On Capitol Hill, Rep. Cynthia McKinney, D-Ga., recently breezed past a police checkpoint without stopping. She wasn’t wearing her member pin -- the lapel marker that lets police know she’s far more important than the rest of us. So the officer at the gate was just doing his job when he chased her down. When he did, McKinney hit him.
Yet it’s the congresswoman who claims she was offended.
McKinney is “a victim of the excessive use of force by law enforcement officials because of how she looks and the color of her skin,” her lawyer announced. McKinney added, “Let me be clear: this whole incident was instigated by the inappropriate touching and stopping of me -- a female, black, progressive congresswoman.”
She might need all of her famous wit and charm to stay out of trouble, since the Capitol Police are considering pressing charges against her.
Of course, McKinney’s not the only offended “victim” resorting to violence. Just a few months ago, aggrieved Muslims attacked embassies, burned flags and even killed people because an obscure Danish newspaper had printed several cartoons that depicted the prophet Muhammad. Doing so is supposedly banned under Islam, and Muslims around the world were offended.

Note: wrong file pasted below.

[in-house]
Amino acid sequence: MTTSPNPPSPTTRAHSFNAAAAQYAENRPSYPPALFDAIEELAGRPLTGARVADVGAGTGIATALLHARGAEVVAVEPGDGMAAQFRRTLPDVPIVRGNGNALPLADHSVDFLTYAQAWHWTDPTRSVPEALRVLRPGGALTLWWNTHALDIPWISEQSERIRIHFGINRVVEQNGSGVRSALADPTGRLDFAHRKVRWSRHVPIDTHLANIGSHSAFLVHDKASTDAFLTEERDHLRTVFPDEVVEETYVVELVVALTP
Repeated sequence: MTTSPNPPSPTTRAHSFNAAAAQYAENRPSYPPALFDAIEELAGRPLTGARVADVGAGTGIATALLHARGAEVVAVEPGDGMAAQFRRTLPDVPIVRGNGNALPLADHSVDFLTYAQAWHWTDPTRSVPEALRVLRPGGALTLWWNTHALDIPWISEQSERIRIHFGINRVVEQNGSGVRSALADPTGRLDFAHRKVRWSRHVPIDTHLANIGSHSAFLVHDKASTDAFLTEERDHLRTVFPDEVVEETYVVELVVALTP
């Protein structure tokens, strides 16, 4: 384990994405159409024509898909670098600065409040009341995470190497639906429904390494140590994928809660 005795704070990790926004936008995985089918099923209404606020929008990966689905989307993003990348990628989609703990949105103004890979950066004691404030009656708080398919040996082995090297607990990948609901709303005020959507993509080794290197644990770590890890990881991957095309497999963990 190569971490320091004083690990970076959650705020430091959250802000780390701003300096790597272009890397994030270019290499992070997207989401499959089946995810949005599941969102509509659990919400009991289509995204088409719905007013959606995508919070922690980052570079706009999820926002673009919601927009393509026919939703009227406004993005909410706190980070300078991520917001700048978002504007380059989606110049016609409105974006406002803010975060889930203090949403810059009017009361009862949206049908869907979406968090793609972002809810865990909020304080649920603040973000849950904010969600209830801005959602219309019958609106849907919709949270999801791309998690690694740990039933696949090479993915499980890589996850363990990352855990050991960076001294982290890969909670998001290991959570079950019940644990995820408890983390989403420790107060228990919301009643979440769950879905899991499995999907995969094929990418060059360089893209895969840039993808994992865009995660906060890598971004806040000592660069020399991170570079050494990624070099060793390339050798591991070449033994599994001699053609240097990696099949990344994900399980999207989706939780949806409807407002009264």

Most of the violence stayed clear of our shores, though, because very few American newspapers were willing to print any of the cartoons. “They wouldn’t meet our standards for what we publish in the paper,” Leonard Downie, Jr., executive editor of the Washington Post, told Editor and Publisher magazine. “We have standards about language, religious sensitivity, racial sensitivity and general good taste.” Big papers including USA Today and the Los Angeles Times took the same line. Every time it showed the drawings, CNN pixilated the prophet.
Fair enough on one level. The drawings were indeed amateurish, and if a paper had received them from an artist it’s completely understandable that the paper would have said, “no thanks.”
But as columnist Mark Steyn has noted, in this case the cartoons are the story. By refusing to print them, newspapers are telling readers “there’s a furor over something -- but we’re not going to let you see what it is.” It would be akin to TV networks covering Vietnam protest marches without showing pictures from the war itself.